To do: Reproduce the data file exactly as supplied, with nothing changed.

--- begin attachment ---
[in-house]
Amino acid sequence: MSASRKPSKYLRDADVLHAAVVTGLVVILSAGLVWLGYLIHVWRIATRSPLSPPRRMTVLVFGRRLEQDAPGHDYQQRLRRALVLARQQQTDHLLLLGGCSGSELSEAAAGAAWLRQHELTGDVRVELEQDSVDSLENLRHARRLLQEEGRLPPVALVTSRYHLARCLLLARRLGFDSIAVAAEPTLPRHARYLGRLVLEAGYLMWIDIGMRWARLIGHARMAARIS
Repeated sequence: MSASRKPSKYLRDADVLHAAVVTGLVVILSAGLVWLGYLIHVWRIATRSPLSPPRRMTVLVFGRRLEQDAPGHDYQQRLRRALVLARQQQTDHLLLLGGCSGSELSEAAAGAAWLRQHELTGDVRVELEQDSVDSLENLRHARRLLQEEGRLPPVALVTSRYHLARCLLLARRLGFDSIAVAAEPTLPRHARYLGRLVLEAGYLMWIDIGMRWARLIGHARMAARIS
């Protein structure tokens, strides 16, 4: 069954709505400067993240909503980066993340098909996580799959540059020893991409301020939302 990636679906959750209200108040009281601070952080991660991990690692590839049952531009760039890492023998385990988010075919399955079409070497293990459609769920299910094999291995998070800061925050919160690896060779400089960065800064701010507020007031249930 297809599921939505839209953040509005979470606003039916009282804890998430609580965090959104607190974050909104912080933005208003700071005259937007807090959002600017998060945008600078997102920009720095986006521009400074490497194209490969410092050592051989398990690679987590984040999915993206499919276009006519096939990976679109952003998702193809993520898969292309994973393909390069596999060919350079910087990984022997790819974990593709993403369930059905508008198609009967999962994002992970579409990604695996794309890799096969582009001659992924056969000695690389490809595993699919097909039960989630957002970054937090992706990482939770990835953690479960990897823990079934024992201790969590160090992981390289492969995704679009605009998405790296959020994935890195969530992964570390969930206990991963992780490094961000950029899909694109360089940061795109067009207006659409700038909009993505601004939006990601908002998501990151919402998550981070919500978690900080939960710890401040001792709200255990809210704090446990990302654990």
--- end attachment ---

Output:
[in-house]
Amino acid sequence: MSASRKPSKYLRDADVLHAAVVTGLVVILSAGLVWLGYLIHVWRIATRSPLSPPRRMTVLVFGRRLEQDAPGHDYQQRLRRALVLARQQQTDHLLLLGGCSGSELSEAAAGAAWLRQHELTGDVRVELEQDSVDSLENLRHARRLLQEEGRLPPVALVTSRYHLARCLLLARRLGFDSIAVAAEPTLPRHARYLGRLVLEAGYLMWIDIGMRWARLIGHARMAARIS
Repeated sequence: MSASRKPSKYLRDADVLHAAVVTGLVVILSAGLVWLGYLIHVWRIATRSPLSPPRRMTVLVFGRRLEQDAPGHDYQQRLRRALVLARQQQTDHLLLLGGCSGSELSEAAAGAAWLRQHELTGDVRVELEQDSVDSLENLRHARRLLQEEGRLPPVALVTSRYHLARCLLLARRLGFDSIAVAAEPTLPRHARYLGRLVLEAGYLMWIDIGMRWARLIGHARMAARIS
């Protein structure tokens, strides 16, 4: 069954709505400067993240909503980066993340098909996580799959540059020893991409301020939302 990636679906959750209200108040009281601070952080991660991990690692590839049952531009760039890492023998385990988010075919399955079409070497293990459609769920299910094999291995998070800061925050919160690896060779400089960065800064701010507020007031249930 297809599921939505839209953040509005979470606003039916009282804890998430609580965090959104607190974050909104912080933005208003700071005259937007807090959002600017998060945008600078997102920009720095986006521009400074490497194209490969410092050592051989398990690679987590984040999915993206499919276009006519096939990976679109952003998702193809993520898969292309994973393909390069596999060919350079910087990984022997790819974990593709993403369930059905508008198609009967999962994002992970579409990604695996794309890799096969582009001659992924056969000695690389490809595993699919097909039960989630957002970054937090992706990482939770990835953690479960990897823990079934024992201790969590160090992981390289492969995704679009605009998405790296959020994935890195969530992964570390969930206990991963992780490094961000950029899909694109360089940061795109067009207006659409700038909009993505601004939006990601908002998501990151919402998550981070919500978690900080939960710890401040001792709200255990809210704090446990990302654990």